Deana Lawson (b. 1979, Rochester, N.Y.) lives and works in New York. Her large-format photographs channel vernacular, art-historical, and documentary traditions within the medium, in compositions that valorize black diasporic culture. Picturing individuals she encounters over the course of her everyday life within carefully staged domestic settings, Lawson choreographs every nuance of scenery, lighting, and pose to create tableaux that powerfully evoke the agency of her subjects.

Deana Lawson, Mama Goma, Gemena, DR Congo, 2014. Pigment print
35 x 44.125 inches (88.9 x 112.1 cm). © Deana Lawson, courtesy Sikkema Jenkins & Co., New York, and Rhona Hoffman Gallery, Chicago

Lawson’s work has been presented in solo exhibitions including Deana Lawson, Huis Marseille, Museum voor Fotografie, Amsterdam (2019); Deana Lawson: Planes, The Underground Museum, Los Angeles (2018); Deana Lawson, Carnegie Museum of Art, Pittsburgh (2018); Deana Lawson, Contemporary Art Museum St. Louis (2017); Deana Lawson, The Art Institute of Chicago (2015); and Corporeal, Light Work, Syracuse, N.Y. (2009).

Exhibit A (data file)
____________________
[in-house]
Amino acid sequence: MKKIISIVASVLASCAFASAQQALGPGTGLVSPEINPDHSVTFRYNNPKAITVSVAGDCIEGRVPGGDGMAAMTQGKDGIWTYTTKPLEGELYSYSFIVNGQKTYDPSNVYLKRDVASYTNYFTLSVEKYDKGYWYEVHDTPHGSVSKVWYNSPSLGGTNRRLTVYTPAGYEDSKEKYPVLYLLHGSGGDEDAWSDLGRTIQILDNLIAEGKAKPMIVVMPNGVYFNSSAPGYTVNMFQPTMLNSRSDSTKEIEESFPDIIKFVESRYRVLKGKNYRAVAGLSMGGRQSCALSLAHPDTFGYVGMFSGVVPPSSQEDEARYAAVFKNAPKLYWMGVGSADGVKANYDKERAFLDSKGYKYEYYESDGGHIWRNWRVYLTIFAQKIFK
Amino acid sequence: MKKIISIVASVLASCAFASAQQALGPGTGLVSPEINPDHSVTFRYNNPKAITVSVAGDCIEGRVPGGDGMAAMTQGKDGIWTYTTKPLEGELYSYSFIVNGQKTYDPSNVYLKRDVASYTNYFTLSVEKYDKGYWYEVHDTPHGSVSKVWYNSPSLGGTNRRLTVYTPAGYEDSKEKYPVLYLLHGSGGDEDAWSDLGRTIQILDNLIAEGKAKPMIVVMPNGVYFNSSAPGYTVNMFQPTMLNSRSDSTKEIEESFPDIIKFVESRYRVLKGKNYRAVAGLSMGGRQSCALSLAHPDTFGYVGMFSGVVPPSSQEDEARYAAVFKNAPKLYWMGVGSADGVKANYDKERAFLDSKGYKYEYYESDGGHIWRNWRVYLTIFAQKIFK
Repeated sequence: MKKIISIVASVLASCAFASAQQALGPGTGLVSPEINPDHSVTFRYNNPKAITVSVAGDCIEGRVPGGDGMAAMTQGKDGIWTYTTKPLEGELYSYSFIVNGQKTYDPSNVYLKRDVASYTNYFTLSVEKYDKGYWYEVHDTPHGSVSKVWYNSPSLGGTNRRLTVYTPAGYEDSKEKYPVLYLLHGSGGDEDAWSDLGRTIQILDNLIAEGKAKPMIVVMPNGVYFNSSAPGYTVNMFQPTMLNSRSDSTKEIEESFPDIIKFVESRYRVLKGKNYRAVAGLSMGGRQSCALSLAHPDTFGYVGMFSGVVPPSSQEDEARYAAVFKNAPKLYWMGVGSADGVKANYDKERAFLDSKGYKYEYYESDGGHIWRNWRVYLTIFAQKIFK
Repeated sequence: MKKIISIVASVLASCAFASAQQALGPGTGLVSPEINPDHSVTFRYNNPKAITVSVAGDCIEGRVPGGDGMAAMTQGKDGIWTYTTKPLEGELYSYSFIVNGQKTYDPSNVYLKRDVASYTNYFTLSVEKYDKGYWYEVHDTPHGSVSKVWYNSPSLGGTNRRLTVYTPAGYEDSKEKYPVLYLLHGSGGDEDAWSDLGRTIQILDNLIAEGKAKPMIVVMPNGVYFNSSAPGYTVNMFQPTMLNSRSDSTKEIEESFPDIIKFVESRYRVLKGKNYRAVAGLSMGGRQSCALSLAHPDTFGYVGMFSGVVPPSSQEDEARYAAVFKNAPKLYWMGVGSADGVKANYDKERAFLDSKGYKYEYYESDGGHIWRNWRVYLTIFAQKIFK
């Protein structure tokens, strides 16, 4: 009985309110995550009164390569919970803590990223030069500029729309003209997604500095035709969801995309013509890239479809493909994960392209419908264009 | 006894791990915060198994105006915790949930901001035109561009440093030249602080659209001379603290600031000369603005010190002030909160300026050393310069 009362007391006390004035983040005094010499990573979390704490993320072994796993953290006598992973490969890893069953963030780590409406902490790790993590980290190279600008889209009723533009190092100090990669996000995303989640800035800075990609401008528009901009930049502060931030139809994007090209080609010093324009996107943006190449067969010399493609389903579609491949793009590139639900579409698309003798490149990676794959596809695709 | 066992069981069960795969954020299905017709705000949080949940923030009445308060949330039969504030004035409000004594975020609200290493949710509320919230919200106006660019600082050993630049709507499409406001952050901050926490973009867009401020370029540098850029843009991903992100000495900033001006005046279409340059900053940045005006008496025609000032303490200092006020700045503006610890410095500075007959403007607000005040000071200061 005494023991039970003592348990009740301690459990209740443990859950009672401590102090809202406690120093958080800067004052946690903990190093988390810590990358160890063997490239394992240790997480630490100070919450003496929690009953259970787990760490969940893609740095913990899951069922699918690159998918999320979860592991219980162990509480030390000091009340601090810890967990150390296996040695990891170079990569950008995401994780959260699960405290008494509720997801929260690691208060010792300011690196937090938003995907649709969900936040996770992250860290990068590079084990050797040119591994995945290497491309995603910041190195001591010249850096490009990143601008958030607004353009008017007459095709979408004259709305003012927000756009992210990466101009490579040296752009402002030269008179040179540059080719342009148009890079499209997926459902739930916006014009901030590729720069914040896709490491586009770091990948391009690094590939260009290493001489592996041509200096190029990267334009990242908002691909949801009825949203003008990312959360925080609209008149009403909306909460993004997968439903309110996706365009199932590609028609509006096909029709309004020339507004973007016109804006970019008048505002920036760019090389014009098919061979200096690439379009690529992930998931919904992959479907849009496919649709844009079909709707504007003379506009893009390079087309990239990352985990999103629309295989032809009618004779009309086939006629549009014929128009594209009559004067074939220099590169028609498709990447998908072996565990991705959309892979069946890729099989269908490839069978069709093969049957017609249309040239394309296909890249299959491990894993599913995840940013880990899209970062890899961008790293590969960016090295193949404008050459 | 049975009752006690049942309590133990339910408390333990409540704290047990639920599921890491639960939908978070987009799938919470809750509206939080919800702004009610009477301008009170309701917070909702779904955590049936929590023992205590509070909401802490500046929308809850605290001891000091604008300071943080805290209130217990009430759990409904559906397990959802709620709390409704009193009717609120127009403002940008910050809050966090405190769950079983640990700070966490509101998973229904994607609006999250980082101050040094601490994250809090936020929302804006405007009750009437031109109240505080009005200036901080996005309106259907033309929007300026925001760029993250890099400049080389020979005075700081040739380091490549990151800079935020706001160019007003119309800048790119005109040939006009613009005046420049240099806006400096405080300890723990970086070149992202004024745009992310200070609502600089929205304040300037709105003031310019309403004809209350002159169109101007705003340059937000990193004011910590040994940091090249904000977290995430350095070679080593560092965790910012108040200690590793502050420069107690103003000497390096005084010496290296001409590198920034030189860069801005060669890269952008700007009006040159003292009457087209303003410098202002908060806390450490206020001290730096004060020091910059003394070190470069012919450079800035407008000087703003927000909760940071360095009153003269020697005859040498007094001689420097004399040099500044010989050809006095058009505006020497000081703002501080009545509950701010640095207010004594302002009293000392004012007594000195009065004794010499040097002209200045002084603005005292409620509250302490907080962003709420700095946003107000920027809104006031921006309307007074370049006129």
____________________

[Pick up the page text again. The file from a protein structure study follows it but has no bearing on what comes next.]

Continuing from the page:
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“What Is Love?” Burberry Reveals Festive Holiday Campaign

Burberry‘s festive 2019 holiday campaign is out. To mark his first holiday campaign for the fashion house, Burberry Chief Creative Officer, Riccardo Tisci has assembled a cast of global talent to celebrate the notion of togetherness, union, hope and love.

Burberry Festive 2019 Holiday Collection. Courtesy of Burberry

The entire cast includes Alexis Chaparro, Arah Clarke, Ava Valentine, Blanket, Bodhi Horton, Boychild, Carla Bruni, Casper Chatfield, Cassius Varghese, Cecilia Chancellor, Christian Guzman, Dahely Nunez, Daisy Middleton, Elis Moaven, Fran Summers, Hector Polio, Howard Griffiths, Ikram Abdi Omar, Jacob Guerra, Jaeda Sherman, Jose Polio, Keith Summers, Kristians Jakovlevs, Lea T, Leissy De La Cruz, Louis Chatfield, Mahmood, Marina Morena, Noah Carlos, Noah Landes, Regina Limon Vega, Reia Zhing Cheong, Ruben Loftus-Cheek, Sasha Pivovarova, Shay, Valentin Bedford, Wu Tsang, Yoo Ah-in, Zhou Dongyu

Burberry Festive Campaign. Courtesy of Burberry Photographed by Mert Alas and Marcus Piggott
Burberry Festive 2019 Holiday Collection. Courtesy of Burberry
Burberry Festive Campaign. Courtesy of Burberry Photographed by Mert Alas and Marcus Piggott